Emergency bill aimed at Body Talk State to forbid liquor, nude dancing at Body Talk club.

April 05, 1991|By Glenn Small | Glenn Small,Evening Sun Staff

Gov. William Donald Schaefer was expected to sign into law today an emergency bill that could put the controversial Body Talk billiards club in Baltimore County, which features nude dancing, out of business.

And county police have indicated that they will immediately begin enforcing the law.

Del. Richard Rynd, D-Balto. Co., who sponsored the bill, indicated yesterday that Schaefer has responded to his urging to sign the bill into law and will do so today.

The law, which is aimed at making life difficult for the controversial Rockdale establishment, would prohibit Body Talk patrons from bringing alcoholic beverages with them to watch the nude dancing. The club has no liquor license.

Rynd said yesterday that as soon as the bill is signed, he is going to fax a copy of the law to county police and urge them to begin enforcement immediately.

"I'm going to be calling them up as soon as [the governor] signs it," said Rynd.

E. Jay Miller, county police spokesman, said the department had not seen the legislation yet, but added police would begin enforcement immediately.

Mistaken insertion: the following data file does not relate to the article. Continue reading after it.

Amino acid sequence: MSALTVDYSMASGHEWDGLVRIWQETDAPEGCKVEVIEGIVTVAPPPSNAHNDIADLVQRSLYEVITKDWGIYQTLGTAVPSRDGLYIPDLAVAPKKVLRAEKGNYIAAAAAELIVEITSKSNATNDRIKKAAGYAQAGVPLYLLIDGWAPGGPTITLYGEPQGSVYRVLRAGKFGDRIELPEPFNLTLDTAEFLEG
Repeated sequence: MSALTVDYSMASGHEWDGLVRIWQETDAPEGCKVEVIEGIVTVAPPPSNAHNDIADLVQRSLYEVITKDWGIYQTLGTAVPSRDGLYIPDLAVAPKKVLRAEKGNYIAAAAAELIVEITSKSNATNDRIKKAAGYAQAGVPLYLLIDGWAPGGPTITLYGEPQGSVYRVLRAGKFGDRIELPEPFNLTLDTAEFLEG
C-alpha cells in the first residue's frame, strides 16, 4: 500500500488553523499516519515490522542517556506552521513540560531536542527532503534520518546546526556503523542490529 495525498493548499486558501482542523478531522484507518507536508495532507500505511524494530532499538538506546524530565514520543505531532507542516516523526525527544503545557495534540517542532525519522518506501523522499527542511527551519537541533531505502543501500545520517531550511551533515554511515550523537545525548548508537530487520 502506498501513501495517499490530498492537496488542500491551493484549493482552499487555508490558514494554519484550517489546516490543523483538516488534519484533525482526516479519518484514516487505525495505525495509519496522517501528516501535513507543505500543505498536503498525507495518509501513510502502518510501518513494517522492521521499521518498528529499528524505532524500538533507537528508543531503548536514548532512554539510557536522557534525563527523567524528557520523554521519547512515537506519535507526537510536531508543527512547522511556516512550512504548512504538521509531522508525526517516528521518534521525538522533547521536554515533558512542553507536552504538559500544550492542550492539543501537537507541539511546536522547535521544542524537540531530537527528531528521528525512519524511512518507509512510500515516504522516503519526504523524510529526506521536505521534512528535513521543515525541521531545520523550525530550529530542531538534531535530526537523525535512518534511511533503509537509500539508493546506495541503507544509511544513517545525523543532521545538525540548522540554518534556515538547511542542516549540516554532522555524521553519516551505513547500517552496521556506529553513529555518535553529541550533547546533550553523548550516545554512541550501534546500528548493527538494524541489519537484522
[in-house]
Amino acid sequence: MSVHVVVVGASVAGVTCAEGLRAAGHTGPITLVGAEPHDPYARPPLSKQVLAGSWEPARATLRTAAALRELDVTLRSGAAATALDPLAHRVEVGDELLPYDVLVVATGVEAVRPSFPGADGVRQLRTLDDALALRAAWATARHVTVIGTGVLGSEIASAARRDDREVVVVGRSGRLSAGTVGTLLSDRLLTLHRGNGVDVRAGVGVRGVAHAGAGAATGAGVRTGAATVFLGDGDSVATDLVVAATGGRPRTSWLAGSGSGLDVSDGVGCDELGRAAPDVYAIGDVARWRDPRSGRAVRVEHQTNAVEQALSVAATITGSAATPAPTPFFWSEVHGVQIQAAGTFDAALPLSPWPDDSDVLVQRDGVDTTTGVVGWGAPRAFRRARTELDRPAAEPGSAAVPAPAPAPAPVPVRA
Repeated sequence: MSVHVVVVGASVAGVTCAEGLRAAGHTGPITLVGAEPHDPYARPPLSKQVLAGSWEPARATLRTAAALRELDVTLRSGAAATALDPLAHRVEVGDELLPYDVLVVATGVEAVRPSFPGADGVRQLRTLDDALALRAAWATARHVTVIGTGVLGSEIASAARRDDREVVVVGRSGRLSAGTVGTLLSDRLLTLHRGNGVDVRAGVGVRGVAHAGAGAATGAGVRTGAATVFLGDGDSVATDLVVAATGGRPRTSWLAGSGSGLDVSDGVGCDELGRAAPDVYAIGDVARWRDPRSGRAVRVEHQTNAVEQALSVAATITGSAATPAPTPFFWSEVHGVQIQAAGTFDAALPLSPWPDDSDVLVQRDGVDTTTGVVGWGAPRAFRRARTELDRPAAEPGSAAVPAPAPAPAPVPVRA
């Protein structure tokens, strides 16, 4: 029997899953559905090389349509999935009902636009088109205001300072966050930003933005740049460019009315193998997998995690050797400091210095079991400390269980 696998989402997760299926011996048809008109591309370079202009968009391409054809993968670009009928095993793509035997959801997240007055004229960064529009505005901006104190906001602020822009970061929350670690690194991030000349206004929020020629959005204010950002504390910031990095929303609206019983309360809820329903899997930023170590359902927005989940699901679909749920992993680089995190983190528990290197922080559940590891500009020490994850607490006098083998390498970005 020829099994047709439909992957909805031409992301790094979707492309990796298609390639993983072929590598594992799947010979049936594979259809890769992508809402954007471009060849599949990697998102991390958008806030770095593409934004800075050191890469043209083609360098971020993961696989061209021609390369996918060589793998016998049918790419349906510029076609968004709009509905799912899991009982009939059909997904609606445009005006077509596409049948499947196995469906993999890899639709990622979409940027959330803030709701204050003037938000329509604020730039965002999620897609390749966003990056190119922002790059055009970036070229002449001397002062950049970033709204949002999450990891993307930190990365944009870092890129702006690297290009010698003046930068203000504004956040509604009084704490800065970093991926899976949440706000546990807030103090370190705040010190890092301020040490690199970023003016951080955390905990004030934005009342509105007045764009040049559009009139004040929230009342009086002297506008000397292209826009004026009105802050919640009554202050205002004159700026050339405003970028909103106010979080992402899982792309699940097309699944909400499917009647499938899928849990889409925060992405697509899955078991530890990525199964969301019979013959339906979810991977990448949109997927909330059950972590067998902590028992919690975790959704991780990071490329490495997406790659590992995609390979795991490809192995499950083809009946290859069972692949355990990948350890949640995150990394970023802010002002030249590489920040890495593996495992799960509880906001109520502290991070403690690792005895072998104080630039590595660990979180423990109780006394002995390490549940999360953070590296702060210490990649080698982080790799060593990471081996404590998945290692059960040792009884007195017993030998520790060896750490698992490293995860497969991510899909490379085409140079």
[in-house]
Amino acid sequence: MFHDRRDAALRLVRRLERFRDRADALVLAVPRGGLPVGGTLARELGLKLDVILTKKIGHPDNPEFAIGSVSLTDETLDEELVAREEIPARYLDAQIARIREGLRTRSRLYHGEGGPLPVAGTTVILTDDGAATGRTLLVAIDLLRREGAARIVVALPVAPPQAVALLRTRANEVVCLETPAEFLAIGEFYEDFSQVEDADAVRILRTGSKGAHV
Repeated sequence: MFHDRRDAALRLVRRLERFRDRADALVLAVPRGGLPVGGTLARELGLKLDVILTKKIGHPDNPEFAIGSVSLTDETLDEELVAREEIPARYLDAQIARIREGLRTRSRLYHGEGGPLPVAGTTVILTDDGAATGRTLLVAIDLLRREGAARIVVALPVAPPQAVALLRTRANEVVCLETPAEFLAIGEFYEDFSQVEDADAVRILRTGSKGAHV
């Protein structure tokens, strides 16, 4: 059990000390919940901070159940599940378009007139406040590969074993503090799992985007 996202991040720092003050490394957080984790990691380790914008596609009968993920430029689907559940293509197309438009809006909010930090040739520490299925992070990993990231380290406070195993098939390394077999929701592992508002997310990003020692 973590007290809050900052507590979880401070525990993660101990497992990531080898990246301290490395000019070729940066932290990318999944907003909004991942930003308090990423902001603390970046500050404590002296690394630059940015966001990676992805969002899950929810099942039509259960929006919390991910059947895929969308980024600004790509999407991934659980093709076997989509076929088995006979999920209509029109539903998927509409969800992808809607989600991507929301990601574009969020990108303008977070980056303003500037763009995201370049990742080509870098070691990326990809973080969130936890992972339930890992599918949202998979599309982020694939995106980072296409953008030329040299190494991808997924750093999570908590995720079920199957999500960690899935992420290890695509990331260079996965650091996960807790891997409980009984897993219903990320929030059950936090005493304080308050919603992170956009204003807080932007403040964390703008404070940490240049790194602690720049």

"If [the governor] signs it and it's immediate, we'll certainly react immediately," said Miller.

Rynd sought the legislation after he received numerous complaints from Liberty Road area residents upset with Body Talk. The residents claimed that the club is too close to private residences and complained about rowdy and drunken patrons, who urinated in public.

Dominic Stenti, the owner of Body Talk, could not be reached for comment.

Stenti, who opened the club last May, has so far successfully fended off the county's efforts to shut him down.

He has appealed several District Court convictions of building code and zoning violations to Circuit Court and has paid more than $15,000 in fines.

One of the newer wrinkles to the case came last week when Harold I. Glaser, one of Stenti's attorneys, filed a defense motion claiming that the nude dancing at Body Talk is a protected form of free expression under the First Amendment.

According to Rynd, the new law closes a loophole in state law that prohibits total nude dancing in establishments with liquor licenses. Because Body Talk doesn't have a liquor license, it has been able to feature nude dancing. Customers bring their own liquor.

Baltimore Sun Articles
Please note the green-lined linked article text has been applied commercially without any involvement from our newsroom editors, reporters or any other editorial staff.